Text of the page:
The 1915 Armenian Genocide wasn’t carried out behind closed doors. Surely, WWI was in the center of the world’s attention, but the news of mass killings and deportations soon became known by the world community nonetheless. The world found out and reacted. And since then, this reaction became the basis for the international humanitarian movement.
The first humanitarian organization had been the American Committee for Armenian and Syrian Relief that was later renamed the American Committee for Relief in the Near East, Near East Relief, and, lastly, Near East Foundation. The Foundation was established in 1915 at the initiative of the US Ambassador to the Ottoman Empire Henry Morgenthau Sr. Morgenthau is now identified as the most prominent American to speak about the Genocide.
Having carried out its mission in the years of WWI, the Foundation continued to take care of orphans in Syria, Lebanon, Greece, and even in the territory of the Soviet Union until 1930. Over this period, the budget of the Foundation has amounted to mindboggling $117 million. The efforts of the Foundation have allowed for the salvation of at least 1 million people. About 132 thousand Armenian orphans have been provided with dwelling, food, and clothes. One could confidently say that the Foundation helped to literally save a nation.
The activity of the Foundation resulted in the first national-level humanitarian charity tour. American actor Jackie Coogan, a kid-star of the 1920s, was one of the first celebrities to join in the fund-raising. Within the scope of the 1924 “Children’s Crusade”, he toured across the US and Europe and even had an audience with Pope Pius XI. This particular campaign provided orphans in Athens with more than $1 million in clothing, food, and other contributions.
The Near East Foundation wasn’t the only humanitarian project. More and more countries joined in to the Armenian relief campaign. The Armenian Relief Fund of Australia was established in 1915. In 1922, the Fund financed an orphanage in Lebanon that would shelter 1,500 orphans.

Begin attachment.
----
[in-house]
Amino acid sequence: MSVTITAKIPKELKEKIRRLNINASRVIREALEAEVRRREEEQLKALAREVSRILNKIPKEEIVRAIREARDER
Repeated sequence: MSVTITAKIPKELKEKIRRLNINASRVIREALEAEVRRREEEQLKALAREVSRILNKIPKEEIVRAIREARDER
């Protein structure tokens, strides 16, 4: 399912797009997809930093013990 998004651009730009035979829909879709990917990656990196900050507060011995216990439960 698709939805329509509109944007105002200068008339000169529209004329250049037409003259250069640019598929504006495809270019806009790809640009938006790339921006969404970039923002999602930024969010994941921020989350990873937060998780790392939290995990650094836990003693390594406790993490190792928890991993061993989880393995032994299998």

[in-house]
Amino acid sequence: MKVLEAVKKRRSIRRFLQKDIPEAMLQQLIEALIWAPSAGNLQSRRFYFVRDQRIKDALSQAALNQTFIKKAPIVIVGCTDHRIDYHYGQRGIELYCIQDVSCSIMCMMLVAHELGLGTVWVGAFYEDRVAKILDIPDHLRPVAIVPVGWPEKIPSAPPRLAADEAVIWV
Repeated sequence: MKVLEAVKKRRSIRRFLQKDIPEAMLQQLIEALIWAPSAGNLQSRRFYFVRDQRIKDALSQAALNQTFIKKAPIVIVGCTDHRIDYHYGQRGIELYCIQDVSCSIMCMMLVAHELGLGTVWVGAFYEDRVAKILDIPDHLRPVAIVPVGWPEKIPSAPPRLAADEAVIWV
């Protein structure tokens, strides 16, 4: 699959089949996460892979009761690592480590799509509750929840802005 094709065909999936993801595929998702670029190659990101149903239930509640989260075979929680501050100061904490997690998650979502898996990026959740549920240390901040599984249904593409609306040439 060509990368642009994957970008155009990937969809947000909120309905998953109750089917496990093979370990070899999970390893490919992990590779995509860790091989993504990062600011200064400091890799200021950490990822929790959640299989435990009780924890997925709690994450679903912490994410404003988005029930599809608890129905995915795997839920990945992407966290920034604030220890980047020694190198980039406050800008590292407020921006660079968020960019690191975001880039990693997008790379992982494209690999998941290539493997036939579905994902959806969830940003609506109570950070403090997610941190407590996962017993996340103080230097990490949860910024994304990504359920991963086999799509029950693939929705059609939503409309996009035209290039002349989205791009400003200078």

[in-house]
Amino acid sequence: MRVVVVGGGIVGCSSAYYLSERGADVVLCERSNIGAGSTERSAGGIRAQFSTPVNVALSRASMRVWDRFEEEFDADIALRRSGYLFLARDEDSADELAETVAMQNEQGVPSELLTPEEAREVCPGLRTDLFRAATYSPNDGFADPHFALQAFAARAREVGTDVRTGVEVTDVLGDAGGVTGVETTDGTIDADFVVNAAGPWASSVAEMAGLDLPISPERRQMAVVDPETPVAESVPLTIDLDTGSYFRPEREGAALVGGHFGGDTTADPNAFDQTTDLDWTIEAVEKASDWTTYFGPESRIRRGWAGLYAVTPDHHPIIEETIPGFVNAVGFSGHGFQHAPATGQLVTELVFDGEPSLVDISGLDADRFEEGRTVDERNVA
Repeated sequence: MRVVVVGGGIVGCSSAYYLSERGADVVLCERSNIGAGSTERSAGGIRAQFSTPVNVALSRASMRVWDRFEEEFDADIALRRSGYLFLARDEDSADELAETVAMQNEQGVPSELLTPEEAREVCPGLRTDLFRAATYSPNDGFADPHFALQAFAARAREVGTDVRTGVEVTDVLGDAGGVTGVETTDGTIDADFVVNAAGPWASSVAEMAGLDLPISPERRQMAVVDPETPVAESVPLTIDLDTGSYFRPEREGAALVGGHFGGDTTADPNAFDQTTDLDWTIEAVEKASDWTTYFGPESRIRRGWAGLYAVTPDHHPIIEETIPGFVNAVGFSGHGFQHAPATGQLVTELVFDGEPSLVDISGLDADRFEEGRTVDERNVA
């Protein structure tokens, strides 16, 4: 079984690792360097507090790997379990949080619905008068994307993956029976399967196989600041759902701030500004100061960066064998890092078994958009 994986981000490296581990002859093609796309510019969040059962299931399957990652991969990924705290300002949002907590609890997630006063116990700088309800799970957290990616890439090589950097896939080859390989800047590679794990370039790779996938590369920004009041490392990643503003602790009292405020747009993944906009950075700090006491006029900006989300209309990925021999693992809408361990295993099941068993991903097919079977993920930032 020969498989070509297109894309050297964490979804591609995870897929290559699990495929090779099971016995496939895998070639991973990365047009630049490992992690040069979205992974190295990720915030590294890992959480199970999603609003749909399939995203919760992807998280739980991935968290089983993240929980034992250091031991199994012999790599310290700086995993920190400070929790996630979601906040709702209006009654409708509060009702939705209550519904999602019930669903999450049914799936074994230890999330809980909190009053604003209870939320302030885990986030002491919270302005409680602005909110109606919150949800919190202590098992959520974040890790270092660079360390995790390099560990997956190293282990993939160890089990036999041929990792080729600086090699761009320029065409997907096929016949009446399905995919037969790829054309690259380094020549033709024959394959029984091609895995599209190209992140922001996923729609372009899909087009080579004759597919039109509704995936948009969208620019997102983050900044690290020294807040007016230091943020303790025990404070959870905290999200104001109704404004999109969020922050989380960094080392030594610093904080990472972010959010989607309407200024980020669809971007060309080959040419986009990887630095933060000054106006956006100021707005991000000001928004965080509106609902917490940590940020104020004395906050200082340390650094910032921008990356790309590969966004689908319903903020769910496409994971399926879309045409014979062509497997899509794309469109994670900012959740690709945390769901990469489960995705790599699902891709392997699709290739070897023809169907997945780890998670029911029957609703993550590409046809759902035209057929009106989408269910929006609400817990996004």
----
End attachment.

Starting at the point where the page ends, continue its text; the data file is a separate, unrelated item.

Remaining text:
The efforts of Scandinavians are also remarkable. One of them was a prominent Norwegian humanitarian, explorer, diplomat, Noble Peace Prize laureate Fridtjof Nansen, whose activity under the auspices of the UN provided colossal aid to the refugees in those times.
Among renown Scandinavian humanitarians also are a missionary and a key witness to the Armenian Genocide Maria Jacobsen, as well as missionary and social worker Karen Jeppe. Both of them were from Denmark and both of them devoted their lives to the survivors of the Armenian Genocide.
References and other sources
1. Peter Balakian. The Burning Tigris: The Armenian Genocide and America’s Response. Harper Perennial, 2004
2. Armenian National Institute. “Near East Relief and the Armenian Genocide”
4. Armenian Genocide Education Australia. “Australia’s Response”
5. Vicken Babkenian. “Hollywood’s First Celebrity Humanitarian that America Forgot”, The Armenian Weekly, January 7, 2011
6. Karekin Dickran. “Maria Jacobsen and the Genocide in Armenia”. The Danish Peace Academy, 2004
7. Eva Lous. “Karen Jeppe: Denmark’s First Peace Philosopher”. The Danish Peace Academy, 2003
8. The Armenian Genocide Museum-Institute. “The International Conference – ‘The Armenian Genocide and the Scandinavian Response’”